Ex-Tesla employee alleges company turned blind eye to drug trafficking in SEC tip

A Tesla employee who was fired from a Nevada battery factory filed a whistleblower complaint with the U.S. Securities and Exchange Commission, accusing the electric-car maker of spying on its workers and turning a blind eye to drug trafficking by the Mexican cartel.

Karl Hansen, a former member of Tesla’s internal security department at the Gigafactory, made the allegations after he was fired by the company in July. The formal complaint was filed with the SEC on Aug. 9 by Meissner Associates, the law firm representing Hansen.

The SEC declined to comment.

In an emailed statement, Tesla said that Hansen’s allegations were taken “very seriously when he brought them forward. Some of his claims were outright false. Others could not be corroborated, so we suggested additional investigative steps to try and validate the information he had received second-hand from a single anonymous source.”

Tesla said that despite trying a number of times to discuss the allegations further with Hansen, he rejected each of these attempts, and has refused to speak with the company. Hansen’s attorney, Stuart Meissner, said the former Tesla employee had already been fired by the company and was represented by legal counsel.

Hansen alleges that in the beginning of June, he was provided with documents from the head of Tesla’s international investigation department -- his supervisor -- outlining that Drug Enforcement Administration task members assigned to the county where the factory was located had validated information that a member of a Mexican cartel was trafficking large quantities of methamphetamine and cocaine, including two sales conducted in May that occurred in the Sparks, Nevada factory.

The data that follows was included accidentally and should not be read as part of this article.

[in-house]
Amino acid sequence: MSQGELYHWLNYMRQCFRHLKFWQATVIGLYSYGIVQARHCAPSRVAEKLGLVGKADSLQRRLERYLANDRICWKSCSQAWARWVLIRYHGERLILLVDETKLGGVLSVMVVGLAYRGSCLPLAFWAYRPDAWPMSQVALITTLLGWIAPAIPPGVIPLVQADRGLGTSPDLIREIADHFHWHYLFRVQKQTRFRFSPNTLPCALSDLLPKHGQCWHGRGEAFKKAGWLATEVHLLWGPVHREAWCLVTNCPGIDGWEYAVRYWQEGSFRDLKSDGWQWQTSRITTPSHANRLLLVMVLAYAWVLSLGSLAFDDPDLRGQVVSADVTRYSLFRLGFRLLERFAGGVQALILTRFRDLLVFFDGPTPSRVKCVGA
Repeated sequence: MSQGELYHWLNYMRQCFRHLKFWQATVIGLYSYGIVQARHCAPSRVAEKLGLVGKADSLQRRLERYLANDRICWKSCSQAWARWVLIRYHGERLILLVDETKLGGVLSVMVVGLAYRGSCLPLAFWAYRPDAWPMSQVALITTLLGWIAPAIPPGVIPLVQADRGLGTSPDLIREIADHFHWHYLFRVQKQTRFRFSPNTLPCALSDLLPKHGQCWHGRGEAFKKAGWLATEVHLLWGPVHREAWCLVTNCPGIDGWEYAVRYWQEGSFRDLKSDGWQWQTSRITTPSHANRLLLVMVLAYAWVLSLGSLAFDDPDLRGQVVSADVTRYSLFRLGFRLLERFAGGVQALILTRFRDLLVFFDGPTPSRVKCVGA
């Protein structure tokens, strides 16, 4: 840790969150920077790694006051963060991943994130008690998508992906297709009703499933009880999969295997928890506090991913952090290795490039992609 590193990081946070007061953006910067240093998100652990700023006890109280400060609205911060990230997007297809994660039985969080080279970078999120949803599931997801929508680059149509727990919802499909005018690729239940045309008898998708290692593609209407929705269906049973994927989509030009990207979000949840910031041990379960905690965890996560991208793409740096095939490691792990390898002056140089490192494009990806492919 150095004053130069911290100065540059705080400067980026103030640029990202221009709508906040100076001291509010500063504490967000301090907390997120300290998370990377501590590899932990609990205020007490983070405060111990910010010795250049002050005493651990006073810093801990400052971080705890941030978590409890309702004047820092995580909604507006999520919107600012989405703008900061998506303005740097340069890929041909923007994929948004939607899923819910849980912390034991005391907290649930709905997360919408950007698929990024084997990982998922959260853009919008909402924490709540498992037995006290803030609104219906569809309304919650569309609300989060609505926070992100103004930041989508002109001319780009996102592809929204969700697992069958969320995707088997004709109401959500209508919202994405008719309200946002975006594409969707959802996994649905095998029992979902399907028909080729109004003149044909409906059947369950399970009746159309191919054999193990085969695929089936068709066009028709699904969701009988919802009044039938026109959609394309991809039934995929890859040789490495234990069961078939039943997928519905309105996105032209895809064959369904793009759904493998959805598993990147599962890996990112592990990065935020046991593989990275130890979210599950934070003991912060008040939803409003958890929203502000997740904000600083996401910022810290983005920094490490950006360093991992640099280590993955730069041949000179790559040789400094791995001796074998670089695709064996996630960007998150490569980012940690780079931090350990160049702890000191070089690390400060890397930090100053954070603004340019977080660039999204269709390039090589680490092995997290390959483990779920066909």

When he inquired with the company about video footage, which he said is supposed to be retained by Tesla for 30 days, Hansen said he was told there was no existing material because the servers were “overloaded with cameras.”

“I think there’s a consistent reactionary mode that permeates down through the organization, and there’s no operational commitments that we’re seeing,” Hansen said during an interview on Wednesday with FOX Business’ Stuart Varney.

In a statement, Hansen claims Tesla also told him not to disclose or pursue other sensitive matters, including the alleged theft of more than $37 million in copper and other raw materials from the company’s factory between January and June.

Hansen said he has not heard back from the SEC.

Meissner is also representing another former Tesla employee, Martin Tripp, who alleged he was fired in July for publicly raising concerns over the conditions at one of the company’s gigafactories.

Meissner claimed the company filed a lawsuit against Tripp and called the sheriff saying he was on his way to shoot up the factory -- which, he alleged, is “completely false” and could amount to a “false report of a ‘terrorist incident.’”

“Overall, the allegations that are raised between the two raise the prospect of violations of federal wiretapping laws, the false report of a terrorist incident and obstruction of justice, all of which are very serious crimes which, if they emanated from the top, [are] much more serious than any other SEC investigation,” Meissner added.

The whistleblowers are just one of a slew of problems that seem to be piling up for Tesla’s chief executive Elon Musk, who is also under investigation by the SEC for tweeting in early August that he was considering taking the company private and had already secured the funding. (On Friday, Musk released a statement saying the company would remain publicly traded).

“I think Mr. Musk, from my perspective, has a lot of assets,” Meissner said. “I think he is a great visionary, but at the same time, he’s very erratic and knee-jerk. And when you have that as the head of a public company, and what appears to be willing to do anything and everything, that is pretty scary.”